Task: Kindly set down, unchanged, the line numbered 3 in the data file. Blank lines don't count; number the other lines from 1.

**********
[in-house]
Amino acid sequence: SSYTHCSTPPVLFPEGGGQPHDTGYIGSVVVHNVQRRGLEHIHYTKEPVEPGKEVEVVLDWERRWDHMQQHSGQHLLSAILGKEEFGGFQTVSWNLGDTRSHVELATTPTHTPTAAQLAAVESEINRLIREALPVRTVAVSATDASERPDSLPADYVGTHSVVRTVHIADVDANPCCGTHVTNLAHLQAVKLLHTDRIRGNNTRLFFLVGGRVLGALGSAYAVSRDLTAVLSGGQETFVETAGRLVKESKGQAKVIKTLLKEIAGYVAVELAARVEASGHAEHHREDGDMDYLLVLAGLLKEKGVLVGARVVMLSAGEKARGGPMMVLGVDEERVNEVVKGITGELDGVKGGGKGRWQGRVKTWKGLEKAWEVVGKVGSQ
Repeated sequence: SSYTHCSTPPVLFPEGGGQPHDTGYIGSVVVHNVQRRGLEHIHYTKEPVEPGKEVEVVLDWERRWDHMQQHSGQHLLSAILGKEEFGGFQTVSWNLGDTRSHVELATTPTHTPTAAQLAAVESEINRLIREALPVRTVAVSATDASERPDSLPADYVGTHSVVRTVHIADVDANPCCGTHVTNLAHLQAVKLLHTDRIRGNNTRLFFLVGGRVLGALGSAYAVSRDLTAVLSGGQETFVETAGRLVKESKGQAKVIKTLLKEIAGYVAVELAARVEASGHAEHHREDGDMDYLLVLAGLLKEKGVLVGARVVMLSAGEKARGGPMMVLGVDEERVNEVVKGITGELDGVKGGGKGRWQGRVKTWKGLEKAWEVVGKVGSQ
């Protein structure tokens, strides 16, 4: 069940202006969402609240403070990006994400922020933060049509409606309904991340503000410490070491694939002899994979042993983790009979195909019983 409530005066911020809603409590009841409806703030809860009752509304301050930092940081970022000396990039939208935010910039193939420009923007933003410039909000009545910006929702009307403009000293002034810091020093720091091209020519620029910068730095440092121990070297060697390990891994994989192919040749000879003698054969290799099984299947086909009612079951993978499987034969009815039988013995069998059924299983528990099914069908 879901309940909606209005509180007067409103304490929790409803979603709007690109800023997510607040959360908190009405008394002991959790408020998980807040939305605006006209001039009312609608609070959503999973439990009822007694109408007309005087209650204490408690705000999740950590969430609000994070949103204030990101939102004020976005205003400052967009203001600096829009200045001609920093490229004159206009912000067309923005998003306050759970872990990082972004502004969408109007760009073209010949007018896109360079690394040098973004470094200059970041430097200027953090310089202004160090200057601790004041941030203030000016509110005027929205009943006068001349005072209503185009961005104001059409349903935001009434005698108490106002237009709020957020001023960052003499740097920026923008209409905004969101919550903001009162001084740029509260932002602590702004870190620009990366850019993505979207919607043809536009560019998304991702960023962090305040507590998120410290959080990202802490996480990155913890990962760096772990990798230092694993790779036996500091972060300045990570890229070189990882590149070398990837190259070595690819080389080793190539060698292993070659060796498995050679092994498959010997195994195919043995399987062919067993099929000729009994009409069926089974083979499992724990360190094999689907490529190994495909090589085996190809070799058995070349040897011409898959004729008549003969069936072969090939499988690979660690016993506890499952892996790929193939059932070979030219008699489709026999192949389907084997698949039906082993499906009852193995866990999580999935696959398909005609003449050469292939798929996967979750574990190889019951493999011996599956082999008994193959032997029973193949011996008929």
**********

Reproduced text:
Repeated sequence: SSYTHCSTPPVLFPEGGGQPHDTGYIGSVVVHNVQRRGLEHIHYTKEPVEPGKEVEVVLDWERRWDHMQQHSGQHLLSAILGKEEFGGFQTVSWNLGDTRSHVELATTPTHTPTAAQLAAVESEINRLIREALPVRTVAVSATDASERPDSLPADYVGTHSVVRTVHIADVDANPCCGTHVTNLAHLQAVKLLHTDRIRGNNTRLFFLVGGRVLGALGSAYAVSRDLTAVLSGGQETFVETAGRLVKESKGQAKVIKTLLKEIAGYVAVELAARVEASGHAEHHREDGDMDYLLVLAGLLKEKGVLVGARVVMLSAGEKARGGPMMVLGVDEERVNEVVKGITGELDGVKGGGKGRWQGRVKTWKGLEKAWEVVGKVGSQ